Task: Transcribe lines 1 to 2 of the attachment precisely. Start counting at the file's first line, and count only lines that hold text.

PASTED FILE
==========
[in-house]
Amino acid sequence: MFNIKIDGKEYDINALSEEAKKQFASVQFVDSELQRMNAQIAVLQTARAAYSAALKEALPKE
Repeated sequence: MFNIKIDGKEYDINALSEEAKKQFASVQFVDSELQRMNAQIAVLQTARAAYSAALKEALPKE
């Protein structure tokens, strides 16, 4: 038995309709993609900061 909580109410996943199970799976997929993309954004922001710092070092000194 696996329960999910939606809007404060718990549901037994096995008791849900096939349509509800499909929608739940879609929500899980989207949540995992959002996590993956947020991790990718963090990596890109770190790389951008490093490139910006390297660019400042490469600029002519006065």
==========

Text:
[in-house]
Amino acid sequence: MFNIKIDGKEYDINALSEEAKKQFASVQFVDSELQRMNAQIAVLQTARAAYSAALKEALPKE